R. Schachter began by saying, “I think Dr. Berger went too far…” He agreed with what the others mentioned above have said, that Habad messianists are not heretics. However, he also said that we should all be uncomfortable about the recitation of “Long live our master, our teacher, the king messiah forever and ever” that is done in many Habad synagogues and should leave such a synagogue during a recitation of this mistaken formula.
I have intentionally remained silent about the issue of confusion between God and the Lubavitcher Rebbe. However, both R. Aharon Feldman and R. Yehuda Henkin address this in their responsa (above).
Other perspectives on this issue, that were given before R. Schneerson passed away but after the messianic fervor in Habad had grown, can be found in stories about R. Yitzhak Hutner and R. Ya’akov Kamenetsky. About the former, Hillel Goldberg has written in his Between Berlin and Slabodka, pp. 187-188 (reference taken from here):
Rabbi Hutner’s opposition to Lubavitch came to expression with colorful asperity. For example (interview with Saul [pseudonym], January, 1985, Jerusalem):
‘I was a student at Mesivta Rabbi Chaim Berlin for only half a year, and had not spoken to Rabbi Hutner in about twenty years. I phoned him in New York, saying only ‘hello,’ to which he responded, “Hello, Saul, how are you?” He knew my voice! He had this habit of making appointments at strange times, so we met at 2:10 p.m., Sunday afternoon. I told him that I had come to New York to pick up my children from summer camp-a Lubavitch camp. Whereupon he suddenly turned his whole body around in his chair, his back facing me, and just sat there in blazing anger, glaring into space for what seemed like an eternity. He must have been silent for two minutes. I was dumbfounded. Then he said, “Saul, you come to see me once in twenty years, and all you can tell me is that you send your children to a Lubavitch camp? There aren’t enough other camps?” He told me that my children would return home saying that the Lubavitcher Rebbe was the Messiah, that Lubavitch would ruin my children.‘ (emphasis added)
This attitude of R. Hutner has been confirmed to me by other students of his. He was very concerned over the “cult of personality” that R.Schneerson had built and, in particular, the messianic element of that community.
The following report about R. Ya’akov Kamenetsky comes from the controversial biography of him by his son, R. Nosson Kamenetsky, Making of a Godol (if anyone cares, I read this passage before the controversy erupted). In the forward, while discussing his father’s attitude to the unpublished chapters regarding the Vilna Gaon’s opposition to Hassidus in R. Betzalel Landau’s Ha-Gaon he-Hassid mi-Vilna, R. Kamenetsky writes as follows (pp. xxvii-xxviii):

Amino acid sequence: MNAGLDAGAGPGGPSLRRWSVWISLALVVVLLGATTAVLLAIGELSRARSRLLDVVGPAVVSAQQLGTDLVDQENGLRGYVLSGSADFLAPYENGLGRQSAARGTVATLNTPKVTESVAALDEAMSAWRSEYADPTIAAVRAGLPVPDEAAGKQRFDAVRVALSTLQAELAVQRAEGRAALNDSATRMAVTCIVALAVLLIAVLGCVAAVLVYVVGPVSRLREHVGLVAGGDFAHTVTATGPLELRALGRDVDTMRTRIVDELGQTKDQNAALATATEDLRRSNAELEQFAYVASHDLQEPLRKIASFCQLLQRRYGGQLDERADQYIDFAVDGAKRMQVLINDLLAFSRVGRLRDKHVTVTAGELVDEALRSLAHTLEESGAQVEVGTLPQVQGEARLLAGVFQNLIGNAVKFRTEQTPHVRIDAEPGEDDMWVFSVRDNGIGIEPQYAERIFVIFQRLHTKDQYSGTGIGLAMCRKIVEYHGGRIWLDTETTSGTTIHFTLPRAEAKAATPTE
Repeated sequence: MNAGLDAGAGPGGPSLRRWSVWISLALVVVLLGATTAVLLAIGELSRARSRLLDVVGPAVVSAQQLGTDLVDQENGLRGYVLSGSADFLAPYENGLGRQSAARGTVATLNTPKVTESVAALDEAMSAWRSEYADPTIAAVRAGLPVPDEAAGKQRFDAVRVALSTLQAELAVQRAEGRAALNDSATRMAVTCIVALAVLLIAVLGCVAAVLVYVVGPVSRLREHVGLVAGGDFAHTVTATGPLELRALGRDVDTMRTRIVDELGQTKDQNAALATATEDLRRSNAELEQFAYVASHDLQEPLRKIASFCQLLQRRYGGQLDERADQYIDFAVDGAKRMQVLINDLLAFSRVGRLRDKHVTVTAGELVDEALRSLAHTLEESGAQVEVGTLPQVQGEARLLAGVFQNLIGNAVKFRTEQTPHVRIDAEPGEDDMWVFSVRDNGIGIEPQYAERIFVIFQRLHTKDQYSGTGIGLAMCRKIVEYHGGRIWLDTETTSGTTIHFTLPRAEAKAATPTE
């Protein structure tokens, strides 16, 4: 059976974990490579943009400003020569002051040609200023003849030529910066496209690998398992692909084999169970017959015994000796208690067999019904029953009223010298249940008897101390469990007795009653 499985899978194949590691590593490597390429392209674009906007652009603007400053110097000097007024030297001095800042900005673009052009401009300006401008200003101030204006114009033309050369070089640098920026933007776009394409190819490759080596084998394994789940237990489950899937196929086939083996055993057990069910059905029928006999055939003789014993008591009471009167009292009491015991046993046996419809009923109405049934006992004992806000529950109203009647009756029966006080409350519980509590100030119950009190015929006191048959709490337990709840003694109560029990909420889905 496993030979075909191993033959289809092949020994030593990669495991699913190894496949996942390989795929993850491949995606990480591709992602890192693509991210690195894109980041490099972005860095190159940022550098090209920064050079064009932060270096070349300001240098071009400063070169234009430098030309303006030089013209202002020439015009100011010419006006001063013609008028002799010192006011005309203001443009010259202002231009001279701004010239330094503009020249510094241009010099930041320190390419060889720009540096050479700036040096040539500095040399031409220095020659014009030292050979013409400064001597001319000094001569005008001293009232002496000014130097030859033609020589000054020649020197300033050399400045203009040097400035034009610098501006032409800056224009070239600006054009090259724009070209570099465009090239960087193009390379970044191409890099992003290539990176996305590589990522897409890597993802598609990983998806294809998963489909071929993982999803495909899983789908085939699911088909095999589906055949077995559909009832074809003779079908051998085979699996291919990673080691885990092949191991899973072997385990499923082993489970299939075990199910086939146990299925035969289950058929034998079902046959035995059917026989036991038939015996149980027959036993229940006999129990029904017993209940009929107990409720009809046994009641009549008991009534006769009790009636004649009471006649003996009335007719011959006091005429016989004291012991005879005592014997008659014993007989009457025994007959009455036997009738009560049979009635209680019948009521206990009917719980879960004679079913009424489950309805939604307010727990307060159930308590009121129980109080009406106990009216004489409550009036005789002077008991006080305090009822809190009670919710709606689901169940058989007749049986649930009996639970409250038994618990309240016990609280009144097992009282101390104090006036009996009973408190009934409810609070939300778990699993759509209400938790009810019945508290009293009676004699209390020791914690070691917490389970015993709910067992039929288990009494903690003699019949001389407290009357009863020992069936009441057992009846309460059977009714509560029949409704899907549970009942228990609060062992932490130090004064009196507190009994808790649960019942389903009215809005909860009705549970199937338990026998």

R’ Landau pleaded with my father, “How can I publicize the Gaon’s prohibition on intermarriage with hasidim and possibly cause families to break up?” My father agreed that the five chapters he had prepared be left unpublished but not destroyed, saying, “Have them prepared for publication but desist from [publishing them] until such time as may come when events will necessitate their publication.” He explained in veiled terms, “They must be ready in case a certain someone [yener] should do an ugly thing [a mi’usse zakh].” He was referring to messianic fantasies simmering in a hasidic circle – in Israel, the adherents of that group had fomented a political feud along hasidic–misnagdic lines – and my father felt that the eventual publication of these chapters would help the general hasidic public shake off the messianics should their fantasy get out of hand. As it turned out, my father’s concerns were well founded: a large segment of that hasidic cult did declare its leader to be the Messiah. (The perverse possibility that a decade after his meeting with R’ Bezalel, many of the sect’s members would formulate the phantasm that its dead rebbe would make a “second coming” – this is what they believe and are propagating in our day – likely never even entered the realm of our protagonist’s normal, healthy imagination…)